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With the result that writing is made to seem boring and pointless. Dickens himself would be more interested in an essay about color or baseball. To answer that we have to go back almost a thousand years.
September 2004Remember the essays you had to write in high school?
Topic sentence, introductory paragraph, supporting paragraphs, conclusion.
But due to a series of historical accidents the teaching of writing has gotten mixed together with the study of literature.
And so all over the country students are writing not about how a baseball team with a small budget might compete with the Yankees, or the role of color in fashion, or what constitutes a good dessert, but about symbolism in Dickens.
The sort of writing that attempts to persuade may be a valid (or at least inevitable) form, but it's historically inaccurate to call it an essay. Trying To understand what a real essay is, we have to reach back into history again, though this time not so far. One can't have quite as little foresight as a river.
To Michel de Montaigne, who in 1580 published a book of what he called "essais." He was doing something quite different from what lawyers do, and the difference is embodied in the name. I always know generally what I want to write about.
Essayer is the French verb meaning "to try" and an essai is an attempt. And so you can't begin with a thesis, because you don't have one, and may never have one. Sometimes you start with a promising question and get nowhere. Those are like experiments that get inconclusive results. You already know where you're going, and you want to go straight there, blustering through obstacles, and hand-waving your way across swampy ground. But not the specific conclusions I want to reach; from paragraph to paragraph I let the ideas take their course. Sometimes, like a river, one runs up against a wall.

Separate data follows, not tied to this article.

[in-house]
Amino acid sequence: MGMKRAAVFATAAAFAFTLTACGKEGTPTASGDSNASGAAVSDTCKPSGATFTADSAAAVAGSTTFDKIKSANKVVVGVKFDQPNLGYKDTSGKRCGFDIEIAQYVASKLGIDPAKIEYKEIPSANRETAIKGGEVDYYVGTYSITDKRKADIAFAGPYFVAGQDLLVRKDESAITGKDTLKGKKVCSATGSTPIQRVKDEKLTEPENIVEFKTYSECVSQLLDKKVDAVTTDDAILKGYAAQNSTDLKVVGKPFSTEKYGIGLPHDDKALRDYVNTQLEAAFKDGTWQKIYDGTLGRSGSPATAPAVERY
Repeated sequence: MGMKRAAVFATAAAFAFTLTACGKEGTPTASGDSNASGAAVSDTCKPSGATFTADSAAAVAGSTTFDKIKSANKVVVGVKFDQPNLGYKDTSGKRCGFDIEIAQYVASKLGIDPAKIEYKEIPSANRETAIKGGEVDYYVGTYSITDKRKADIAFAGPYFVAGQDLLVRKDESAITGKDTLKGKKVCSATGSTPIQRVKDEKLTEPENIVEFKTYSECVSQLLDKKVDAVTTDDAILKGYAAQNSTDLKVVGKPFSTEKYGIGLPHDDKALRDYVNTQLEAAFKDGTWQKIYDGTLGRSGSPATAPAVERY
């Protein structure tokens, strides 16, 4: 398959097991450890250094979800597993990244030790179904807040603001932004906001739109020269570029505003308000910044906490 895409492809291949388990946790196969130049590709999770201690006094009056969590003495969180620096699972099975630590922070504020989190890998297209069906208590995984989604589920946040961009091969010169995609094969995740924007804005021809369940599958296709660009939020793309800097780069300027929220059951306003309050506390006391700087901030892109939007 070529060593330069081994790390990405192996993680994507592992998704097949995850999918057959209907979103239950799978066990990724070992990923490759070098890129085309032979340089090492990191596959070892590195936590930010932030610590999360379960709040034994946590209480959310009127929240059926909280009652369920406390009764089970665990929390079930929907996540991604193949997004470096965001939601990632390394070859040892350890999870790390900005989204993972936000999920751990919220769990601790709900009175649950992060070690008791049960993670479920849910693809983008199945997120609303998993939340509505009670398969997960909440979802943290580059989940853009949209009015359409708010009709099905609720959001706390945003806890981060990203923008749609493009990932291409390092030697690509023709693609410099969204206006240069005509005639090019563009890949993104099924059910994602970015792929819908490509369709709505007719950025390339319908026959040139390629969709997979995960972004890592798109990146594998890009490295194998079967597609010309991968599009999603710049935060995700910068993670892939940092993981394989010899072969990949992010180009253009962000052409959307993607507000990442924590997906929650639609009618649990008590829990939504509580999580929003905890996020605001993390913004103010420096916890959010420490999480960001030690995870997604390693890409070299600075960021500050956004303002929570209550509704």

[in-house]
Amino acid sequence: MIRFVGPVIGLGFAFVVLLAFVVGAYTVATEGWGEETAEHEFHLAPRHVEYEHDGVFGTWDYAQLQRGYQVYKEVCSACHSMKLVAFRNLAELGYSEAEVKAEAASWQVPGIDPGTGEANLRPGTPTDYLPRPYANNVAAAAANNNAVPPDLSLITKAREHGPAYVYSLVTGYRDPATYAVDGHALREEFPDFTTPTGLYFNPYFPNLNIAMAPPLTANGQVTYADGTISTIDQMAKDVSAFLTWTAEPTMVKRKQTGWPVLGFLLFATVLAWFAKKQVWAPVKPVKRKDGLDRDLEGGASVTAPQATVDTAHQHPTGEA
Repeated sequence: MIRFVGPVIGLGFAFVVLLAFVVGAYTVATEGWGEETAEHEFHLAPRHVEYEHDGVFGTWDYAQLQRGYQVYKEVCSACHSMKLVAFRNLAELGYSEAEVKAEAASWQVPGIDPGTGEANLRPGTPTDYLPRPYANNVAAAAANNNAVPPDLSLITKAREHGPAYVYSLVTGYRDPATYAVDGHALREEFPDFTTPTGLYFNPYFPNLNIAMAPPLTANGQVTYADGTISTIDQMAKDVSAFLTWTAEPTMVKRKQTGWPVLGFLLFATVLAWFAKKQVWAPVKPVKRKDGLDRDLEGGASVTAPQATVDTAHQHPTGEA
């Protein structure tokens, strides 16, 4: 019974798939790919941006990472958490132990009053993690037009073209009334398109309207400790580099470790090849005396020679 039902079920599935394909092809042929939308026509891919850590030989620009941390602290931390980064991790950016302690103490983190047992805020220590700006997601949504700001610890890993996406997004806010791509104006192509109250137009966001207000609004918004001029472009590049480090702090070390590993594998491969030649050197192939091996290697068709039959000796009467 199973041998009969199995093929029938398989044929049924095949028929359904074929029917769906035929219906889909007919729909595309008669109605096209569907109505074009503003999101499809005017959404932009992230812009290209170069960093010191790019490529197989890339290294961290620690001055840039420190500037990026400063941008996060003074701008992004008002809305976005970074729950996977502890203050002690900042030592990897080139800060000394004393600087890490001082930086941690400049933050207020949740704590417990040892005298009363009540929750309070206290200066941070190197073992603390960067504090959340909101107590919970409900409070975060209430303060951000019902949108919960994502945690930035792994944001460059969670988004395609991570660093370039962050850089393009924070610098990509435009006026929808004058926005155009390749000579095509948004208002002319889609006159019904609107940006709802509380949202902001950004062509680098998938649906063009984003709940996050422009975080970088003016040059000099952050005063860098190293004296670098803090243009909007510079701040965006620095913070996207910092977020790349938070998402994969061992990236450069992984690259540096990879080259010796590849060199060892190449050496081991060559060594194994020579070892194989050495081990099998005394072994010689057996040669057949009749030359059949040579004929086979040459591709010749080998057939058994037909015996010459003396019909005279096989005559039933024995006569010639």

An essay is something you write to try to figure something out. An essay doesn't begin with a statement, but with a question. Just as inviting people over forces you to clean up your apartment, writing something that other people will read forces you to think well. The things I've written just for myself are no good. When I run into difficulties, I find I conclude with a few vague questions and then drift off to get a cup of tea. Particularly the sort written by the staff writers of newsmagazines. One thing is certain: the question is a complex one. We didn't draw any conclusions.)The River Questions aren't enough. An essay you publish ought to tell the reader something he didn't already know. But that's not what you're trying to do in an essay. Then I do the same thing the river does: backtrack.
If all you want to do is figure things out, why do you need to write anything, though? Well, there precisely is Montaigne's great discovery. Fundamentally an essay is a train of thought-- but a cleaned-up train of thought, as dialogue is cleaned-up conversation.
Real thought, like real conversation, is full of false starts. You need to cut and fill to emphasize the central thread, like an illustrator inking over a pencil drawing. It's not something you read looking for a specific answer, and feel cheated if you don't find it. Interfaces, as Geoffrey James has said, should follow the principle of least astonishment. I was afraid of flying for a long time and could only travel vicariously.